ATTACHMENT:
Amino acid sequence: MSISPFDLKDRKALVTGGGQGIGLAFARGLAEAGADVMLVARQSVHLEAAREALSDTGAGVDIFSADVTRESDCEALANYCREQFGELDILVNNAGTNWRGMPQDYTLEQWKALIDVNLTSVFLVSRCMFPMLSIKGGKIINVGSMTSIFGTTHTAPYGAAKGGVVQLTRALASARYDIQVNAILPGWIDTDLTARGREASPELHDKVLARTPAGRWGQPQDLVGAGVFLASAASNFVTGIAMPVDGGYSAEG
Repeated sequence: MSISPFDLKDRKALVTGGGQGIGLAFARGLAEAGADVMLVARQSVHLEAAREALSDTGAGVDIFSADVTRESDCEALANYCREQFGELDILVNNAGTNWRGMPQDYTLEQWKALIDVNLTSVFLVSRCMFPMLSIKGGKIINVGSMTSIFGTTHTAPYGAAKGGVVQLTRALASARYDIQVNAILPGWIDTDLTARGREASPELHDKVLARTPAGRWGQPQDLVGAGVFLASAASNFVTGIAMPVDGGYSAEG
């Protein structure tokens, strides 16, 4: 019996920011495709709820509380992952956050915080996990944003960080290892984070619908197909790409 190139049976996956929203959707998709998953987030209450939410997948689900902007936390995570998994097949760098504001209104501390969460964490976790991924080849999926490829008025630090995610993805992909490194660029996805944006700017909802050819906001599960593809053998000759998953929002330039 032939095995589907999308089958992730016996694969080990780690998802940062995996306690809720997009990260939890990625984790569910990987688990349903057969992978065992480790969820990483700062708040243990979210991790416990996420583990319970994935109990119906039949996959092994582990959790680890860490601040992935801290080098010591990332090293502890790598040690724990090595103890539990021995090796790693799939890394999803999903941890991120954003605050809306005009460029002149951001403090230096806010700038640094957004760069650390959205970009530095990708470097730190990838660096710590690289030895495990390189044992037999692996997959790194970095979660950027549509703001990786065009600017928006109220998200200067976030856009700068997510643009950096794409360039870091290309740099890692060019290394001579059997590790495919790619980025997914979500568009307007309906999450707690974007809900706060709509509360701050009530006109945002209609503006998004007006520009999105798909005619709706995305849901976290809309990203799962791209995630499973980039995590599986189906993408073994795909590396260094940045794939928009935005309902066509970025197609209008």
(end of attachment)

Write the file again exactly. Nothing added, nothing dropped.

Amino acid sequence: MSISPFDLKDRKALVTGGGQGIGLAFARGLAEAGADVMLVARQSVHLEAAREALSDTGAGVDIFSADVTRESDCEALANYCREQFGELDILVNNAGTNWRGMPQDYTLEQWKALIDVNLTSVFLVSRCMFPMLSIKGGKIINVGSMTSIFGTTHTAPYGAAKGGVVQLTRALASARYDIQVNAILPGWIDTDLTARGREASPELHDKVLARTPAGRWGQPQDLVGAGVFLASAASNFVTGIAMPVDGGYSAEG
Repeated sequence: MSISPFDLKDRKALVTGGGQGIGLAFARGLAEAGADVMLVARQSVHLEAAREALSDTGAGVDIFSADVTRESDCEALANYCREQFGELDILVNNAGTNWRGMPQDYTLEQWKALIDVNLTSVFLVSRCMFPMLSIKGGKIINVGSMTSIFGTTHTAPYGAAKGGVVQLTRALASARYDIQVNAILPGWIDTDLTARGREASPELHDKVLARTPAGRWGQPQDLVGAGVFLASAASNFVTGIAMPVDGGYSAEG
């Protein structure tokens, strides 16, 4: 019996920011495709709820509380992952956050915080996990944003960080290892984070619908197909790409 190139049976996956929203959707998709998953987030209450939410997948689900902007936390995570998994097949760098504001209104501390969460964490976790991924080849999926490829008025630090995610993805992909490194660029996805944006700017909802050819906001599960593809053998000759998953929002330039 032939095995589907999308089958992730016996694969080990780690998802940062995996306690809720997009990260939890990625984790569910990987688990349903057969992978065992480790969820990483700062708040243990979210991790416990996420583990319970994935109990119906039949996959092994582990959790680890860490601040992935801290080098010591990332090293502890790598040690724990090595103890539990021995090796790693799939890394999803999903941890991120954003605050809306005009460029002149951001403090230096806010700038640094957004760069650390959205970009530095990708470097730190990838660096710590690289030895495990390189044992037999692996997959790194970095979660950027549509703001990786065009600017928006109220998200200067976030856009700068997510643009950096794409360039870091290309740099890692060019290394001579059997590790495919790619980025997914979500568009307007309906999450707690974007809900706060709509509360701050009530006109945002209609503006998004007006520009999105798909005619709706995305849901976290809309990203799962791209995630499973980039995590599986189906993408073994795909590396260094940045794939928009935005309902066509970025197609209008």